Roger Federer Defeats Rafael Nadal, Wins Record 18th Grand Slam


In the pantheon of men’s tennis greats, Roger Federer has stood alone for a long time. He owns the all-time record for Grand Slam titles, as well as weeks at World #1. His dominance in the 2000s was something that the tennis world has never really seen, certainly not for the length of time that Federer dominated.

The one player that has stood between Federer and unquestioned invincibility is Rafael Nadal. If not for Nadal and his dominance at the French Open, we are most likely talking about 11 straight Slam wins for Federer from 2005-2007, as well as at least seven more Slam titles overall. If there is no Nadal standing in his way, Federer probably remains World #1 for at least an extra year. Federer stands at the pinnacle of men’s tennis history, but Nadal stands close behind him. If not for Nadal, Federer’s lead over the field of tennis history is staggering.

It seems fitting, then, that when Federer reaches his first Grand Slam final in over a year–at the age of after a six-month hiatus from tennis, on top of that–that the player standing between Federer and a legendary 18th Grand Slam title be none other than Rafael Nadal.

Roger Federer Defeats Rafael Nadal, Wins Record 18th Grand Slam

The match started off a little slowly for Federer, as he struggled to get first serves in during his first two games. Nadal, as he is wont to do, went after the Federer backhand. Federer’s backhand was up to the task, though, and he eventually carved out a break point chance, which he took. Federer then picked up his first-serve percentage, winning 93% of points on his first serve throughout the set. Two holds after the break, and Federer took the set 6-4.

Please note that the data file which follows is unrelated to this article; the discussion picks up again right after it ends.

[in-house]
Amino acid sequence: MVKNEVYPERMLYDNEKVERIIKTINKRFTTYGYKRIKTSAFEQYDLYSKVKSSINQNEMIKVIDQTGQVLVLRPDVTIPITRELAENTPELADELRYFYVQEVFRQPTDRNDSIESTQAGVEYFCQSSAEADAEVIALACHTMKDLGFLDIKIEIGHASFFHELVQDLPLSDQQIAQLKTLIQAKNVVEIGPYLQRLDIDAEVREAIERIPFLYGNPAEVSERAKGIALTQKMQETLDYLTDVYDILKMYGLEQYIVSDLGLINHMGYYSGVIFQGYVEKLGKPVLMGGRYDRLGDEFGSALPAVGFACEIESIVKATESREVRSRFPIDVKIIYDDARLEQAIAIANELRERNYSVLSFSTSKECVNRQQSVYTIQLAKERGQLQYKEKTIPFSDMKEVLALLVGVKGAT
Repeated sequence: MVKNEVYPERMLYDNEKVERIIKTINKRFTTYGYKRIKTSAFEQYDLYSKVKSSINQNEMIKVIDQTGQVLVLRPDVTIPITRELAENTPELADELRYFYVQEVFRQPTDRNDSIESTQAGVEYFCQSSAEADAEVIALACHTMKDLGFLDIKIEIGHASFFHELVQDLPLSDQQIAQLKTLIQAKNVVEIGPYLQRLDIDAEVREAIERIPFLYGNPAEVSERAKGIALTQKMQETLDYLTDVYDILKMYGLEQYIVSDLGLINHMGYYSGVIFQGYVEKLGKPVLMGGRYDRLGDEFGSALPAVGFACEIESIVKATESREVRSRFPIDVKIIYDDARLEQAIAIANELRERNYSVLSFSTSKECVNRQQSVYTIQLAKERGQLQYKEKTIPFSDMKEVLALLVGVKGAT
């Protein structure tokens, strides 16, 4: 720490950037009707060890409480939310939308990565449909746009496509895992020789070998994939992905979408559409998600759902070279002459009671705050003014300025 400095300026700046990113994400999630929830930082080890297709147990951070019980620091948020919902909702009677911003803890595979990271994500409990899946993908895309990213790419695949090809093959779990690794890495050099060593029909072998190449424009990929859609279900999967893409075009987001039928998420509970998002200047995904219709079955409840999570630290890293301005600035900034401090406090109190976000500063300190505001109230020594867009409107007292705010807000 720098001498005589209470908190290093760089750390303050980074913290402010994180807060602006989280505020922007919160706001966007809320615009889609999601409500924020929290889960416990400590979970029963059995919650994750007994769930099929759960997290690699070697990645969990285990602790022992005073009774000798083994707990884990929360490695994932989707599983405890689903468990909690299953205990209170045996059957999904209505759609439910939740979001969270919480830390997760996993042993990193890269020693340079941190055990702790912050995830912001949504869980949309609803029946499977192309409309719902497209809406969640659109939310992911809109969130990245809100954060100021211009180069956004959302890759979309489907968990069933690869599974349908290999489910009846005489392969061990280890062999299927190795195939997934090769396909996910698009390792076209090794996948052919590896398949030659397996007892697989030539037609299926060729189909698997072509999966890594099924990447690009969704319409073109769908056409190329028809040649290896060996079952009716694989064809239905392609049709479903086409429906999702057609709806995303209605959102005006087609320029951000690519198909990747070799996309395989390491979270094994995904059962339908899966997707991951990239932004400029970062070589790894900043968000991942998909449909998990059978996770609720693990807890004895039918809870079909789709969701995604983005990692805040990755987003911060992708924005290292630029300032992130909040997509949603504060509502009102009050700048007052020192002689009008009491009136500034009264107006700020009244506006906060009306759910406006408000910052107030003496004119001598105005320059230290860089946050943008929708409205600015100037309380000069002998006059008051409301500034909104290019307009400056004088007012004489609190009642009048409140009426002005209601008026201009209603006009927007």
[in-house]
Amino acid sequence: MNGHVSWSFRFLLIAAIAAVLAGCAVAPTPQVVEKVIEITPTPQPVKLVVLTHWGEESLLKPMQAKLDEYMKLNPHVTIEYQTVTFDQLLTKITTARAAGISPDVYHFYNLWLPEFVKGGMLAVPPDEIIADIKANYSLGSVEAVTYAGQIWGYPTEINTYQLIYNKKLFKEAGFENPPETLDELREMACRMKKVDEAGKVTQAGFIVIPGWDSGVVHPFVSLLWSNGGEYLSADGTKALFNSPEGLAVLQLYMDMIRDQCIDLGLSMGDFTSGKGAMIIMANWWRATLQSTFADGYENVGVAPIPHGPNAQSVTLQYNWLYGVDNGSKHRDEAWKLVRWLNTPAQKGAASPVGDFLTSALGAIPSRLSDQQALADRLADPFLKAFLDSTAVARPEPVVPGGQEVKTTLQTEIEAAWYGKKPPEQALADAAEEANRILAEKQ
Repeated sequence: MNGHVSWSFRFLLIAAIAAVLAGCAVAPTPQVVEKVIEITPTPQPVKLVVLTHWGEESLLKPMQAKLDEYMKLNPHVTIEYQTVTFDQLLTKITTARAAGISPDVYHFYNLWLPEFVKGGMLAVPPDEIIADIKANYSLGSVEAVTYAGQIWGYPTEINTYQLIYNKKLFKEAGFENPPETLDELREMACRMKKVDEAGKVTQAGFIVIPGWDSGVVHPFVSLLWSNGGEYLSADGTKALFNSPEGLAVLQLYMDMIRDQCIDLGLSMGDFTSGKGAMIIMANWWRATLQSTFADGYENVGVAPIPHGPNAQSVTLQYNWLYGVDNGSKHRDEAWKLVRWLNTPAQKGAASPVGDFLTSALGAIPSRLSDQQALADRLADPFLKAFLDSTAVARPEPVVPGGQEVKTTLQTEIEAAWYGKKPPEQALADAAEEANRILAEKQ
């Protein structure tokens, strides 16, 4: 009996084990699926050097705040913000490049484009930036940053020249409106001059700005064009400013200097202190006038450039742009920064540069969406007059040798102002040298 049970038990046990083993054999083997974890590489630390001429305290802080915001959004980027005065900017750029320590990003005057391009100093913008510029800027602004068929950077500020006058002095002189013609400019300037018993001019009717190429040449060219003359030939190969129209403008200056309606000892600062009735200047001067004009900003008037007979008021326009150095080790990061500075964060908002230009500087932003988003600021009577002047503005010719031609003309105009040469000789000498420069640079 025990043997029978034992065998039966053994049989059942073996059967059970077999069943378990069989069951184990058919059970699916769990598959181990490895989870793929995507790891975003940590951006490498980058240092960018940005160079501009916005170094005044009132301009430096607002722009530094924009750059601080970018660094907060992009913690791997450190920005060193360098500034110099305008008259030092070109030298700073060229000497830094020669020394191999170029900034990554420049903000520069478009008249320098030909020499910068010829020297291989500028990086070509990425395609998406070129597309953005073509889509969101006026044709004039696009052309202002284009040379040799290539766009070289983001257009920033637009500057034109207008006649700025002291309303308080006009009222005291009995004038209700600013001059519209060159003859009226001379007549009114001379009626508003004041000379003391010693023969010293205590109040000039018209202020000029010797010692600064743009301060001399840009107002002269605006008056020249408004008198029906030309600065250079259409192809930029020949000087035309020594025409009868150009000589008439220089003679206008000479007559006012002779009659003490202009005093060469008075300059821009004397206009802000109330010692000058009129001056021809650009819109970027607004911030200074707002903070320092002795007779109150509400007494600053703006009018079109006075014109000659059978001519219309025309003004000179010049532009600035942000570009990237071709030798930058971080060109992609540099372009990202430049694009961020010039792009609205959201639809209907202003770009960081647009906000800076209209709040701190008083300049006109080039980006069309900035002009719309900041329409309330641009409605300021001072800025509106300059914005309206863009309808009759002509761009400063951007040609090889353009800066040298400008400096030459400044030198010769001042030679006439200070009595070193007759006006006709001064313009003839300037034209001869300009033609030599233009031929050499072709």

Federer’s first-serve percentage seemed to continue to be the key, as he was broken on his first service game of the second set while only managing 50% first serves. Nadal earned a second break to start the set out with a 4-0 lead, but Federer immediately starting swinging more freely and earned back one of the breaks. That second break proved decisive, however, as Nadal held twice to take the second set 6-3.

In the third set, though, it was Federer’s turn to open with a break. Federer’s backhand never broke down and never wavered, and some incredible shotmaking as well as pinpoint serving led Federer to a very quick 3-0 lead in the set. Federer earned another break and served out the set at 6-1. In the fourth set, though, it was Nadal’s turn to get an early break. After holding out for the set, we were going five.

The most telling part of this match was Federer’s backhand. Not only did it never break down–like it has been wont to do in his career against Nadal’s heavy topspin his entire career. If his backhand had been this impressive against Nadal for all of those years, perhaps the introduction to this article would have looked very different.

However, there was still the problem of some serious Nadal momentum to work through. Nadal opened the fifth set with a break, and the usual result felt all-but inevitable. Federer, however, broke back for 3-3 when a Nadal forehand went wide, and all of a sudden it was a win-by-two match to three sets. Federer then held to love, and all of a sudden all the momentum was on the Swiss’ side. When Federer opened up 0-40 on Nadal’s next service game, the opposite now felt inevitable. Nadal saved all three, and a fourth, but Federer took his fifth break point chance and was just four points away from victory. Nadal was not going to give up without some drama, taking the first two points on Federer’s service game. Nadal opened up two break points, but Federer saved both and held to win the match.

This win puts Federer in a rarefied air. While the cross-sport comparisons often fall flat, the number 18 in terms of Grand Slam titles has been the Holy Grail of men’s sports, as Jack Nicklaus’ number has never been matched. Now, the Golden Bear of tennis has to move over and let the Swiss Maestro of tennis stand beside him.

Where does Federer go from here? He just showed that he can still beat the best in the world in best-of-five matches over two weeks. Does Federer have a #19 in him? How much longer can he play at this level? Those wondering about Federer’s eventual retirement will have to wonder longer–if he’s still winning Slams now, there is no reason to even think about hanging up his racket for a long time.

Main Photo:


This site uses Akismet to reduce spam. Learn how your comment data is processed.